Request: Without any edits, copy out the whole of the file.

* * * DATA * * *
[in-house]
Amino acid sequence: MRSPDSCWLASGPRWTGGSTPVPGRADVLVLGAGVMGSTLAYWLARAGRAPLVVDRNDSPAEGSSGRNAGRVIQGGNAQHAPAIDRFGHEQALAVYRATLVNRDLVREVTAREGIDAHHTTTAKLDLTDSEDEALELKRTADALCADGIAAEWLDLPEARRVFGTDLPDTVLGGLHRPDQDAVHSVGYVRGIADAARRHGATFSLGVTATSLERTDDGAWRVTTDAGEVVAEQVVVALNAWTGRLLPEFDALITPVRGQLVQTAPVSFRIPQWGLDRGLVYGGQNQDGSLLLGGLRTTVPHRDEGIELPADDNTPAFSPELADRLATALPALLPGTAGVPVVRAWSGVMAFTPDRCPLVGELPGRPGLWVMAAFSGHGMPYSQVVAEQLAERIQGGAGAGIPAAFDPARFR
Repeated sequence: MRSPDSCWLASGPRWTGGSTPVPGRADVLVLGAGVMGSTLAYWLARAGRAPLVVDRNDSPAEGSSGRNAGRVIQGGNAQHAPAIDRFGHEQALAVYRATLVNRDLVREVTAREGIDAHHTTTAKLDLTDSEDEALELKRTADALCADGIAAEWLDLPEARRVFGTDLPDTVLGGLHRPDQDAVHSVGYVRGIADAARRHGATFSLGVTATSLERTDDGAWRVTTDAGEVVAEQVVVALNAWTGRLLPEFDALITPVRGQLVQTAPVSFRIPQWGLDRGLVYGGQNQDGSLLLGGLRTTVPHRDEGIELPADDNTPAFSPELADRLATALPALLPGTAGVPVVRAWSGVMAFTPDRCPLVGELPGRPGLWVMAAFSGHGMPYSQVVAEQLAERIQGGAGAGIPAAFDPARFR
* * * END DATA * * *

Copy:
[in-house]
Amino acid sequence: MRSPDSCWLASGPRWTGGSTPVPGRADVLVLGAGVMGSTLAYWLARAGRAPLVVDRNDSPAEGSSGRNAGRVIQGGNAQHAPAIDRFGHEQALAVYRATLVNRDLVREVTAREGIDAHHTTTAKLDLTDSEDEALELKRTADALCADGIAAEWLDLPEARRVFGTDLPDTVLGGLHRPDQDAVHSVGYVRGIADAARRHGATFSLGVTATSLERTDDGAWRVTTDAGEVVAEQVVVALNAWTGRLLPEFDALITPVRGQLVQTAPVSFRIPQWGLDRGLVYGGQNQDGSLLLGGLRTTVPHRDEGIELPADDNTPAFSPELADRLATALPALLPGTAGVPVVRAWSGVMAFTPDRCPLVGELPGRPGLWVMAAFSGHGMPYSQVVAEQLAERIQGGAGAGIPAAFDPARFR
Repeated sequence: MRSPDSCWLASGPRWTGGSTPVPGRADVLVLGAGVMGSTLAYWLARAGRAPLVVDRNDSPAEGSSGRNAGRVIQGGNAQHAPAIDRFGHEQALAVYRATLVNRDLVREVTAREGIDAHHTTTAKLDLTDSEDEALELKRTADALCADGIAAEWLDLPEARRVFGTDLPDTVLGGLHRPDQDAVHSVGYVRGIADAARRHGATFSLGVTATSLERTDDGAWRVTTDAGEVVAEQVVVALNAWTGRLLPEFDALITPVRGQLVQTAPVSFRIPQWGLDRGLVYGGQNQDGSLLLGGLRTTVPHRDEGIELPADDNTPAFSPELADRLATALPALLPGTAGVPVVRAWSGVMAFTPDRCPLVGELPGRPGLWVMAAFSGHGMPYSQVVAEQLAERIQGGAGAGIPAAFDPARFR